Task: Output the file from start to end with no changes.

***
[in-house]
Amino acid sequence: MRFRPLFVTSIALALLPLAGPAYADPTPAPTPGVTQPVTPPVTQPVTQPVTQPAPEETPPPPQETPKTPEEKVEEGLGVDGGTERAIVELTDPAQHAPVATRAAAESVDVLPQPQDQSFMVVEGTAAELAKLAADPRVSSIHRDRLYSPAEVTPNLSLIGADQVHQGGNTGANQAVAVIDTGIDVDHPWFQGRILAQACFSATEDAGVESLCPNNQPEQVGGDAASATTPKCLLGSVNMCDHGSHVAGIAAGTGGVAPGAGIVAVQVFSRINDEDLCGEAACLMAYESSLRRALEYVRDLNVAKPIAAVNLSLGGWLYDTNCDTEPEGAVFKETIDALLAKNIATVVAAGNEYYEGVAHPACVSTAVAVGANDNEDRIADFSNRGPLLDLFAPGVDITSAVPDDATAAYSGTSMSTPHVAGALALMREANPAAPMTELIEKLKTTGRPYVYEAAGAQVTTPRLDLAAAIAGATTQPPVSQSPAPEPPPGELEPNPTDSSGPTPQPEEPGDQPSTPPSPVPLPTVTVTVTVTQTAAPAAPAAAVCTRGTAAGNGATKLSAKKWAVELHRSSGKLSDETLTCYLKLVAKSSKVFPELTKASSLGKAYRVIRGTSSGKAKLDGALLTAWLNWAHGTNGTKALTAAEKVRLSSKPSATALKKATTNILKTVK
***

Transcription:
[in-house]
Amino acid sequence: MRFRPLFVTSIALALLPLAGPAYADPTPAPTPGVTQPVTPPVTQPVTQPVTQPAPEETPPPPQETPKTPEEKVEEGLGVDGGTERAIVELTDPAQHAPVATRAAAESVDVLPQPQDQSFMVVEGTAAELAKLAADPRVSSIHRDRLYSPAEVTPNLSLIGADQVHQGGNTGANQAVAVIDTGIDVDHPWFQGRILAQACFSATEDAGVESLCPNNQPEQVGGDAASATTPKCLLGSVNMCDHGSHVAGIAAGTGGVAPGAGIVAVQVFSRINDEDLCGEAACLMAYESSLRRALEYVRDLNVAKPIAAVNLSLGGWLYDTNCDTEPEGAVFKETIDALLAKNIATVVAAGNEYYEGVAHPACVSTAVAVGANDNEDRIADFSNRGPLLDLFAPGVDITSAVPDDATAAYSGTSMSTPHVAGALALMREANPAAPMTELIEKLKTTGRPYVYEAAGAQVTTPRLDLAAAIAGATTQPPVSQSPAPEPPPGELEPNPTDSSGPTPQPEEPGDQPSTPPSPVPLPTVTVTVTVTQTAAPAAPAAAVCTRGTAAGNGATKLSAKKWAVELHRSSGKLSDETLTCYLKLVAKSSKVFPELTKASSLGKAYRVIRGTSSGKAKLDGALLTAWLNWAHGTNGTKALTAAEKVRLSSKPSATALKKATTNILKTVK